Tuesday, 21 April 2015

"World's first battery-powered rocket" readied for launch



Though there have been tremendous advances in space technology in recent years, when it comes to getting into space, we're still like cavemen trying to get beyond the breakers on a floating log – at least, that's the view of New Zealand-based company Rocket Lab. In the hopes of increasing the number of satellite launches to over 100 a year and placing constellations of small satellites into orbit numbering in the thousands, the company has developed a "battery-powered" rocket engine to lift its Electron launch vehicle at almost a tenth of the cost of conventional boosters. .. Continue Reading "World's first battery-powered rocket" readied for launch

Section: Space

Tags: Electric, Launch, New Zealand, Rocket

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Monday, 20 April 2015

Rocks reveal secret of Moon's formation



There are a number of ideas about where the Moon came from, but, based on orbital mechanics, the accepted theory is that about 150 million years after the Solar System formed some 4.6 billion years ago, the primordial Earth was struck by an object the size of Mars called Theia. Out of the debris of this massive impact, the Moon was formed. Scientists at the University of Maryland (UMD) have for the first time found evidence to support this theory by analyzing the isotopic “fingerprints” of rock samples brought back by the Apollo astronauts. .. Continue Reading Rocks reveal secret of Moon's formation

Section: Space

Tags: Apollo, Apollo 16, Moon, NASA, Solar System, University of Maryland

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Catch Up



The four-door Panamera may not have sat well with purists when it was introduced in 2009, but it's sold well enough, especially in China, to keep the company happy. So following in the footsteps of various iterations, including the Turbo S, the S E-Hybrid and long-wheelbase Exclusive, Porsche is rolling out three new additions, with more standard equipment and tweaked styling aimed at both the Western and Asian markets... Continue Reading Porsche adds three variants to four-door Panamera model series

Section: Automotive

Tags: Cars, Luxury, Panamera, Porsche

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If you hunt unexploded sea mines for a living, then you might not mind losing your job to a robot. That seems to be the reasoning of the British and French governments, as they embark on a joint venture to develop a prototype autonomous system for detecting and neutralizing sea mines and UnderWater Improvised Explosive Devices (UWIED)... Continue Reading Anglo-French project aims at using robots to fight underwater mines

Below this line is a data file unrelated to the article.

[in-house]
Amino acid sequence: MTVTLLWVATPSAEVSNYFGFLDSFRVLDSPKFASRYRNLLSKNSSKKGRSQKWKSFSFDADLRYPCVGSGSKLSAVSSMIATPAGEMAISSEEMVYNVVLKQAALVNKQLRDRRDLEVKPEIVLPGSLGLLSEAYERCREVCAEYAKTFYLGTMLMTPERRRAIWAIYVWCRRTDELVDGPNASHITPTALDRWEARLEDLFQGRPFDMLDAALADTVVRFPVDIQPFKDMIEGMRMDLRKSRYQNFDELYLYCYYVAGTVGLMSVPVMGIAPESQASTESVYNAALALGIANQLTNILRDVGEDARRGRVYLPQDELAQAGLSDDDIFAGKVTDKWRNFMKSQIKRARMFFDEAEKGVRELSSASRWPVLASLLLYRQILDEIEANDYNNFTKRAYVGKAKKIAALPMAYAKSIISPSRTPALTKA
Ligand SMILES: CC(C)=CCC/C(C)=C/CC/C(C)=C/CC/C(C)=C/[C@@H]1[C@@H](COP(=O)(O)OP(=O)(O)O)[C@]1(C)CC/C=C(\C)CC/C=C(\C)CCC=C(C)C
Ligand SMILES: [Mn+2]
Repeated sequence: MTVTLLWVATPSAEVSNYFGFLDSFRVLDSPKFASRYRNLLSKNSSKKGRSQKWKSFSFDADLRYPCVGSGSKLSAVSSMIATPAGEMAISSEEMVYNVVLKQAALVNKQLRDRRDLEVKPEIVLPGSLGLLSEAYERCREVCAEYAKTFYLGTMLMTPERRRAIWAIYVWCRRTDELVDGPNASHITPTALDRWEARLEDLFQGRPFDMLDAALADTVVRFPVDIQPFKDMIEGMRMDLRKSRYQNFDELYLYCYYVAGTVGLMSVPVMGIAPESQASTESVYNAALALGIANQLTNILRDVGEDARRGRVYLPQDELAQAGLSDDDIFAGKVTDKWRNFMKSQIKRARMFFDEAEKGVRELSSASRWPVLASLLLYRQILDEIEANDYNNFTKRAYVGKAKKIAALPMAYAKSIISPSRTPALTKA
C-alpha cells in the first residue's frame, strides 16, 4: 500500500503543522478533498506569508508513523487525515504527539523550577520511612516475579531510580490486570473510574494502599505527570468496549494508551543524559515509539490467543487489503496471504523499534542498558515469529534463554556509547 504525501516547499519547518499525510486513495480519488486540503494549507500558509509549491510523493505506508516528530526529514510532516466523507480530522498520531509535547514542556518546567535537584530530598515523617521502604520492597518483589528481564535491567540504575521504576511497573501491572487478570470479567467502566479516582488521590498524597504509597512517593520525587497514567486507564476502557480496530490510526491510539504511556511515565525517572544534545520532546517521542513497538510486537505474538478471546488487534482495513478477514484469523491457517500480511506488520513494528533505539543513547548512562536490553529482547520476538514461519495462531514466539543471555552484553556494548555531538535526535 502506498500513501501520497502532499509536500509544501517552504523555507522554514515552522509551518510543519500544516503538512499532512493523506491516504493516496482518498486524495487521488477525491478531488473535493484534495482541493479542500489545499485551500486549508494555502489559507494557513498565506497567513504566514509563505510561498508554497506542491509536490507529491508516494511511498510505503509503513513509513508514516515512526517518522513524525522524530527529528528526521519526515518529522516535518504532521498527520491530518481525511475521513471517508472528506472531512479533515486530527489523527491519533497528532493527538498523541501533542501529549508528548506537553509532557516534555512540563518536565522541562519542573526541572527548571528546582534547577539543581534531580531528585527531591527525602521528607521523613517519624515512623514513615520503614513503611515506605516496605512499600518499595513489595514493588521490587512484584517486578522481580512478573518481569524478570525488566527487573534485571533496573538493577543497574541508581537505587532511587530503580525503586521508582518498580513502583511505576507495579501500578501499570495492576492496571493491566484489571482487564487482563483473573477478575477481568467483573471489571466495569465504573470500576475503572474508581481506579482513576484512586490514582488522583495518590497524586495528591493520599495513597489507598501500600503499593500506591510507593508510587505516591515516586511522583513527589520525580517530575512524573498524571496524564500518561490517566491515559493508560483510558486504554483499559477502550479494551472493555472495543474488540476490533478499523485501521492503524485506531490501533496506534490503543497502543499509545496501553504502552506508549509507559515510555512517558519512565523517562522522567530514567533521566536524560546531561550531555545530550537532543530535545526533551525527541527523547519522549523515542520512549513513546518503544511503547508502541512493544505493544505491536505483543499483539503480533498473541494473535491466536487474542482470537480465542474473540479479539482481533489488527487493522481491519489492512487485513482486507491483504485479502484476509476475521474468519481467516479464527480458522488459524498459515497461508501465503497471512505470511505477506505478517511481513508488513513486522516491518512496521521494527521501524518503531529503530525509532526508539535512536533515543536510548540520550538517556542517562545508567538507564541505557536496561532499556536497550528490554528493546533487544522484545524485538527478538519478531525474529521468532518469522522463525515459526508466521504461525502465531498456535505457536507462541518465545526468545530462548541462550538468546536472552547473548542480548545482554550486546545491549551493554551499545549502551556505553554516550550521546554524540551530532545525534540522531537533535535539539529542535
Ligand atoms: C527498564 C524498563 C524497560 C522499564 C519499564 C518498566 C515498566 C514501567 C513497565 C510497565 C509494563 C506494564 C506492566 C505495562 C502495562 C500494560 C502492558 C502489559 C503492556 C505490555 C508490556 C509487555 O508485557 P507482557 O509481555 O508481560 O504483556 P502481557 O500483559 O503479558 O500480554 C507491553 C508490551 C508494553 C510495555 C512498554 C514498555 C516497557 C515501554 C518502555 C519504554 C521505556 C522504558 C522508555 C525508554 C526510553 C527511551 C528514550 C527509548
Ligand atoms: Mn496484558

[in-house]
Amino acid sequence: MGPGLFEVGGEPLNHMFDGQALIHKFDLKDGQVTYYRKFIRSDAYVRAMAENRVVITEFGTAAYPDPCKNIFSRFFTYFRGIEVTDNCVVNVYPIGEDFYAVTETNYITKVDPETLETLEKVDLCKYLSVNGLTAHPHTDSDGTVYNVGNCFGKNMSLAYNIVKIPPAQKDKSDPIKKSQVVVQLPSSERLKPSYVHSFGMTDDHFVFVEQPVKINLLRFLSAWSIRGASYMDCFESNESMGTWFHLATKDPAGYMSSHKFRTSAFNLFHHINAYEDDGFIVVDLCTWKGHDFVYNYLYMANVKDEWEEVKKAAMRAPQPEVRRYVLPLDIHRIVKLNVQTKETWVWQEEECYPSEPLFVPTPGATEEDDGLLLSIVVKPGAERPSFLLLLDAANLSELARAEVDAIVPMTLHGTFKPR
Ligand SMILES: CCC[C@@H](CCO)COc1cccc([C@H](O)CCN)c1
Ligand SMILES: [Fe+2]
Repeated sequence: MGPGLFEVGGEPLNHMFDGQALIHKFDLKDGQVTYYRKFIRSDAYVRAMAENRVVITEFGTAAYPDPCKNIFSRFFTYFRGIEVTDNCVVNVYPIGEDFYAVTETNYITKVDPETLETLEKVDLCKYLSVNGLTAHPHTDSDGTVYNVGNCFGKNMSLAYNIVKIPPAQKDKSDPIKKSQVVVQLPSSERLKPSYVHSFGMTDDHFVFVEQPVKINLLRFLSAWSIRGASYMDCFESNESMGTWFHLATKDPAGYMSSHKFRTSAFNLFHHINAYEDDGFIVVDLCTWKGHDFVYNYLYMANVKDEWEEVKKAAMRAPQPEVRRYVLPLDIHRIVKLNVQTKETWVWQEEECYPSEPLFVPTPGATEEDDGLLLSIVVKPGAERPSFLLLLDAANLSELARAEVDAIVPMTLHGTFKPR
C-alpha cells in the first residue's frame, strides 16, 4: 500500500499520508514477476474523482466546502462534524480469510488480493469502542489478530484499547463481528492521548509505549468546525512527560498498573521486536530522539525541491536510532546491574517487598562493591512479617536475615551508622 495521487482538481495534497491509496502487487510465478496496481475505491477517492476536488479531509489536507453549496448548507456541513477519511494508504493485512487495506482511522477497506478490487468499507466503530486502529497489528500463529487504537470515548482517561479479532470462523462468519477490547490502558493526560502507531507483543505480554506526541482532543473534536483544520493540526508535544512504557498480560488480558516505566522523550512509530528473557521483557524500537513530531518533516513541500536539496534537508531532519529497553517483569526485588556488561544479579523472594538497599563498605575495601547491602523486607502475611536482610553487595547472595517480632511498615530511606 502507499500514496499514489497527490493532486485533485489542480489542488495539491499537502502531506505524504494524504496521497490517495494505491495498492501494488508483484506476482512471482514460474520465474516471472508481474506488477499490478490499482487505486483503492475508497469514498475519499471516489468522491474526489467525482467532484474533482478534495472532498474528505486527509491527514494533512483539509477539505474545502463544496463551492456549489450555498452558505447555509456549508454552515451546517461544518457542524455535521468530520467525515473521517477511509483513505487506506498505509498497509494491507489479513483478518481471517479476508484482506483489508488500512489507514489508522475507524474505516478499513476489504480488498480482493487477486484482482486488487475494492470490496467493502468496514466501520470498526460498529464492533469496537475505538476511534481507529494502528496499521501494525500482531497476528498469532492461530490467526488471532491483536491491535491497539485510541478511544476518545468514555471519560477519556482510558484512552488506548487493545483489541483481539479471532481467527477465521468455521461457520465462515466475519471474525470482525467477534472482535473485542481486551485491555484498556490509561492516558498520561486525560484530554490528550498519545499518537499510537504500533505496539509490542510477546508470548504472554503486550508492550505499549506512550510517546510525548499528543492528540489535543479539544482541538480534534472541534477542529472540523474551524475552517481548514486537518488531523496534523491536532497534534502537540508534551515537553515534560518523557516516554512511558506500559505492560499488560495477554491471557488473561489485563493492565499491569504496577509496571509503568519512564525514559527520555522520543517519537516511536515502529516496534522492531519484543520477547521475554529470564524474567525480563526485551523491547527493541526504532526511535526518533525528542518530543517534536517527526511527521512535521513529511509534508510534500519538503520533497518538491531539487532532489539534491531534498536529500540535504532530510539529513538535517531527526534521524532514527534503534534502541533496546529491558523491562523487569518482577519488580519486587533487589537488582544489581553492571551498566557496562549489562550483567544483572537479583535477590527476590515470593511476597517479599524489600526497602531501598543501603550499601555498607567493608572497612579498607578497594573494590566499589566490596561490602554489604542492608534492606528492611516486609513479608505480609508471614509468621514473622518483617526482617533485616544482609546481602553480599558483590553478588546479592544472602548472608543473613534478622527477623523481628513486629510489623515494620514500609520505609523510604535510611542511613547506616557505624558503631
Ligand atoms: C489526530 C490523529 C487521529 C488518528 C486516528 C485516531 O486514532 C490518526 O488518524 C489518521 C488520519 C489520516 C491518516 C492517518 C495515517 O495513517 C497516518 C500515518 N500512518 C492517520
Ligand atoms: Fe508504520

Section: Military

Tags: Bombs, French Navy, mine detection, Naval Warfare, Robots, Royal Navy, Thales,Underwater

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As the saying goes, you can't keep a good particle accelerator down. In Switzerland, CERN has announced that the Large Hadron Collider (LHC) is back online after a major overhaul and refit. This power-up of the most powerful particle accelerator in the world marks the culmination of two years of work and months of testing, resulting in a significant boost in performance for the giant collider's "season 2." .. Continue Reading Large Hadron Collider back on line

Section: Science

Tags: CERN, Large Hadron Collider, Particle accelerator, Particle physics

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Jaguar debuted its 2016 XF at the 2015 New York International Auto Show this week, with the premium automaker using the second generation of the four-door luxury sedan to showcase the marque's emphasis on the use of aluminum. When the car launches at the end of the year, Jaguar says all its current and future models models will feature lightweight aluminum construction. .. Continue Reading Aluminum gives 2016 Jaguar XF a light touch

Section: Automotive

Tags: Aluminum, Car, Jaguar, Luxury